Australia is a diverse and multi-faceted society. This gets said so often that it’s become something of a cliche, but sometimes cliches are repeated not because they’re meaningless, but because they’re true.
Woven into the story of Australia are the lives, hopes and histories of people from all over the globe. Whether it’s the long Dreaming of our first peoples, the sufferings and aspirations of the convicts and their masters or the myriad stories of hope and renewal originating from East and South Asia, pre and post-war Europe or South East Asia, the common thread is that Australia isn’t so much a unitary culture as it is an ongoing project of inclusion and acceptance.
This project hasn’t always gone particularly well. The people of the First Nations, for example, would attest to that. What we see over time, however, is that Australia is at its best not when it ignores, suppresses or resists difference, but when it actively celebrates it.
I think that this is because the thing above all others that makes Australia strong is not an ethnicity, a cultural identity or a political philosophy – it’s an idea. The idea that within our borders lies a place for everyone, regardless of their colour, their faith, their creed – just buy into that central Australian idea of inclusiveness and equality, and there will always be room to carve out a life here.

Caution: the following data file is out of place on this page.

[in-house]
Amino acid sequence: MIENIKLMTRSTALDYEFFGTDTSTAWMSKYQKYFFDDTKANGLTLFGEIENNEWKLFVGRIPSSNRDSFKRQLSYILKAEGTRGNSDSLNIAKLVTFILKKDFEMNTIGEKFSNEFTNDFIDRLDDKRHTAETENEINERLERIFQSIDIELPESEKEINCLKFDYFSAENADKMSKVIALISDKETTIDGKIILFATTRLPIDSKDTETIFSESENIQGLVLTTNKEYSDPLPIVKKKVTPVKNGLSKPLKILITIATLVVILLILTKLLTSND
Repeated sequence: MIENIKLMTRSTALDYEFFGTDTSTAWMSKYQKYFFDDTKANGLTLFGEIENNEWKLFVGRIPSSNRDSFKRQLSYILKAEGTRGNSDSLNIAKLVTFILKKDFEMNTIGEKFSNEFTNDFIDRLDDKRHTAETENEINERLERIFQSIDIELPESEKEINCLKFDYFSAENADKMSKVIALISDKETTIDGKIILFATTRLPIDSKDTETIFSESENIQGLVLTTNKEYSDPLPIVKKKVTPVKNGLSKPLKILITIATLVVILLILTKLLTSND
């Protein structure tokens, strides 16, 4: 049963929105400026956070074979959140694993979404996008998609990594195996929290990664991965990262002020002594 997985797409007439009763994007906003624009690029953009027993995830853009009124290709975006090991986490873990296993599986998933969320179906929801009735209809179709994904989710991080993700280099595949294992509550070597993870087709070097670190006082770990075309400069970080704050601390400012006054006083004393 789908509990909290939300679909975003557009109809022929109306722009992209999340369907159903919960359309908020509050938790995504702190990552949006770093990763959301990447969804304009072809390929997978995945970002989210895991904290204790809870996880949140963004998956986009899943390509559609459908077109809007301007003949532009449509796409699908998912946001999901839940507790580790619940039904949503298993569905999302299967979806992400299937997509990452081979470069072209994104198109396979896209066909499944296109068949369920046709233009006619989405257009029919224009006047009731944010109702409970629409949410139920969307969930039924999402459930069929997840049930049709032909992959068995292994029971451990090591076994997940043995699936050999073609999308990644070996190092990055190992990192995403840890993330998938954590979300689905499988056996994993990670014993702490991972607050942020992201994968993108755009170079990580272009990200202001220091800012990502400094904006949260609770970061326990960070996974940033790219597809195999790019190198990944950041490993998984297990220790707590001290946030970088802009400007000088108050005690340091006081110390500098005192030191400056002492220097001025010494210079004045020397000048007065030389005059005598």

So it follows that I think that government should reflect the true nature of the nation. It matters, therefore, that same-sex couples are granted equal rights before the law, that working parents have their way eased through more effective workplace initiatives, that our indigenous peoples are recognized and supported – in short, I don’t think it’s possible to be a true representative of the Australian people without believing in equal rights and true freedom of choice for all, regardless of who we are or where we originally come from.